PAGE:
Last Updated Feb 15, 2011 10:50 AM EST
Here are a few situations where turning to a professional tax preparer for help is strongly advised.
- Short Sale: If you sold a home through a short sale last year - a transaction where the lender allowed you to sell the home for less than the mortgage and cancel the remainder of the debt - you will need to report the sale. A temporary tax law for short sales through 2012 allows individuals in this situation to avoid reporting as income the amount of the debt that was cancelled. A tax pro can help to ensure you report this properly.
- Rental Income: Many homeowners who cannot sell their homes have turned to renting their house, with hope of waiting out the decline in home prices and selling later when the market improves. If you've received rental income you'll need to report the income and related expenses on Schedule E, Supplemental Income or Loss (from rental real estate, etc). The rules for rental property deductions are complicated, especially when you lived in the house part of the year and rented it out for the remainder. To be deductible, some expenses must be apportioned over the rental period and other expenses - such as repairs - need to be classified as either repairs or capital improvements, which affects how they can be deducted.
- Self Employed Income: If you're self employed, there are a lot of tax deductions and complicated tax issues to consider. While you can deduct business-related expenses, this is an area that a lot of folks are likely to go too far. The IRS is on the look-out for this. Also, computing and reporting the correct amount of Self-Employment taxes is tricky - this tripped up Mr. Geithner, U.S. Secretary of the Treasury. A tax pro with experience in reporting self employment income and the unique and legitimate tax strategies of your specific work or situation can also help you maximize your tax savings.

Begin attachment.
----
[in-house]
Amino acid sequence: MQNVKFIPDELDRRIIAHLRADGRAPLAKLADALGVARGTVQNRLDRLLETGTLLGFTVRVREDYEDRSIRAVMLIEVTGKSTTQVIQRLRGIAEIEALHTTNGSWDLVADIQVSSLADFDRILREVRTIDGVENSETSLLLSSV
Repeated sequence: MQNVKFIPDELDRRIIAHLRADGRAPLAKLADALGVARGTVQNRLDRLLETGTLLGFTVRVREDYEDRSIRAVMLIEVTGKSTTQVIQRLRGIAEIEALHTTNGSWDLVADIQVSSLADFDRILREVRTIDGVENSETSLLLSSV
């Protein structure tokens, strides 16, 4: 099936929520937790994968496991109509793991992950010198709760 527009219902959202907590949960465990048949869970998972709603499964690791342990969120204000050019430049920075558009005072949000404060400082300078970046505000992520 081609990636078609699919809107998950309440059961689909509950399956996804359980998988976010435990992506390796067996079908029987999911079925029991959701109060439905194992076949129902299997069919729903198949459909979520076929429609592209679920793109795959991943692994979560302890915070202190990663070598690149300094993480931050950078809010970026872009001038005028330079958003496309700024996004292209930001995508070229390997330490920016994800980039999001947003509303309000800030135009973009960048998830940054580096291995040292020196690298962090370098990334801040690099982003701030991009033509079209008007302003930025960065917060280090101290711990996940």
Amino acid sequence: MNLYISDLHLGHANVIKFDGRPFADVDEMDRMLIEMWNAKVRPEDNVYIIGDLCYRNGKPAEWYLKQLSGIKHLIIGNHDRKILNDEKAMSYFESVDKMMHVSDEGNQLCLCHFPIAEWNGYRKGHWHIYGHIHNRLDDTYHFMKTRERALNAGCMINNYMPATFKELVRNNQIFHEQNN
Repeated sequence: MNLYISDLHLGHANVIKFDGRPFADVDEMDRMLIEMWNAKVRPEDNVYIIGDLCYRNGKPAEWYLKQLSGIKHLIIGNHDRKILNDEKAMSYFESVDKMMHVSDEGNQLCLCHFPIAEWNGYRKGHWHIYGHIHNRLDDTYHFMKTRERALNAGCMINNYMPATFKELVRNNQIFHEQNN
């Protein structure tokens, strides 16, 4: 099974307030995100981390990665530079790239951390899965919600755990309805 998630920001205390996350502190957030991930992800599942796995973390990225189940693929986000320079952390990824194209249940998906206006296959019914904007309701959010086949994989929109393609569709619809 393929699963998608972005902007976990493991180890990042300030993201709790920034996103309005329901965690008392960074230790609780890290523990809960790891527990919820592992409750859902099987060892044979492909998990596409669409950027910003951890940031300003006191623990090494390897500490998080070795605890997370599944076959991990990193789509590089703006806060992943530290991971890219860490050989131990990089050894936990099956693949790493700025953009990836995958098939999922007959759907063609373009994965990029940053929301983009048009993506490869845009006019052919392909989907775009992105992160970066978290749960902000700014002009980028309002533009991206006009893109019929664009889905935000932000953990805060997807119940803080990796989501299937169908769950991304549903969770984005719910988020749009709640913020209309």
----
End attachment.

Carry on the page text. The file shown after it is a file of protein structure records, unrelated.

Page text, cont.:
- Investment Sales: If you report sales of stocks or mutual funds in non-retirement accounts, you'll have to compute the capital gains or losses from the sales. You'll need to complete Schedule D - Capital Gains and Losses. But to calculate your gains or losses, you'll need to figure out your cost basis, which includes what you originally paid plus any reinvested dividends. And if you sold shares of stocks or mutual funds you've owned for a long time, then you may have a hard time doing this, especially if you cannot locate all your records. A tax pro with experience in reporting investment income can help track down the information you need. They can also help to prepare a good faith estimate of your investment cost that is the IRS should be willing to agree with.
A lot of folks are tempted to game a tax pro's fee by "following last years forms" to prepare this years tax return. I don't recommend doing this, but if you do, at least hire a tax pro to look over what you did to determine if you prepared your return correctly and are using all of the forms you might need to file.
Consider using a service such as H&R Blocks Second LookÂ® . For a modest fee, they'll offer to review your 2009, 2008 and 2007 tax returns - regardless of who prepared them - for accuracy and to ensure you have claimed all eligible credits and deductions. Their fee for this service is typically $29 per return, but they are offering this for free until March 31st. They claim to have found errors that resulted in tax savings on 2 out of 3 returns.